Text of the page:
In line with the findings of the previous simulations, we found that, over the time period considered, the dread risk resulted in higher losses in cumulative people-years than the continuous risk. The integral for the increasing population was −906, for the constant population −355, and for the decreasing population −137. Hence, even when using another model to test the impact of dread and continuous risks and even when not differentiating between different age groups, the results of the first two sets of simulations still hold.
People’s stronger reaction to dread risks compared with continuous risks is often perceived as a bias. This result proposes a new perspective against which the current hypotheses accounting for people’s perception and reaction to dread risks might be reconsidered.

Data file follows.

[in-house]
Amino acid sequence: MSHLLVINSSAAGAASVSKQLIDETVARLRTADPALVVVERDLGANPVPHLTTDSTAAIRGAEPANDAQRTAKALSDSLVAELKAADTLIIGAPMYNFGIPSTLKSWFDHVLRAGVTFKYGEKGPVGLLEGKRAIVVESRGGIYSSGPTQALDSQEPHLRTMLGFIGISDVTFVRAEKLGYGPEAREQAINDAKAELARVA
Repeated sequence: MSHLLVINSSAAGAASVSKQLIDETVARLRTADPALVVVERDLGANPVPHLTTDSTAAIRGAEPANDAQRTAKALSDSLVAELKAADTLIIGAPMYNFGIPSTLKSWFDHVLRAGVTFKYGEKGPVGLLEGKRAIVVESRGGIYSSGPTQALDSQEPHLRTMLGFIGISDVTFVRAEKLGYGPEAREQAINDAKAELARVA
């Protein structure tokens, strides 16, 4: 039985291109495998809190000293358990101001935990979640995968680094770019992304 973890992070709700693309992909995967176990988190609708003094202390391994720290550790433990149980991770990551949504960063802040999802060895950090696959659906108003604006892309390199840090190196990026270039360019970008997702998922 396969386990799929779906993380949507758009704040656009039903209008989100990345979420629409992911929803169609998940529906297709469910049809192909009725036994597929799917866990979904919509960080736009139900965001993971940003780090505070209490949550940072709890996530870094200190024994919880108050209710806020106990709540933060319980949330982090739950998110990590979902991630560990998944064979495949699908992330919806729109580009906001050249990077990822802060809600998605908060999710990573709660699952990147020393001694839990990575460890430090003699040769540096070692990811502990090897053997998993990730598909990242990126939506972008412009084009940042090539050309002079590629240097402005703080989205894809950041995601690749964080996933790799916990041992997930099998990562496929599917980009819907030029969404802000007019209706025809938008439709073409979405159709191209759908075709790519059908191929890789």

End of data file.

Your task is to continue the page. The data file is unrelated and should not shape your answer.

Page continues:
We showed through three different sets of simulations that this is in fact an ecologically rational strategy. The effect of dread risks compared with continuous risks is amplified twice: First by killing more people at a specific point in time, and second by reducing the number of children and young adults who would have potentially produced offspring. Hence, this effect is particularly strong when children and young adults are hit which is often the case for dread risks (e.g., earthquakes, terrorist attacks, pandemics). This result is also in line with findings suggesting that people are more concerned about risks killing younger, and hence more fertile, groups . Moreover, when using a population ecology model and without specifying the age group affected by the respective risky events, the conclusion still holds.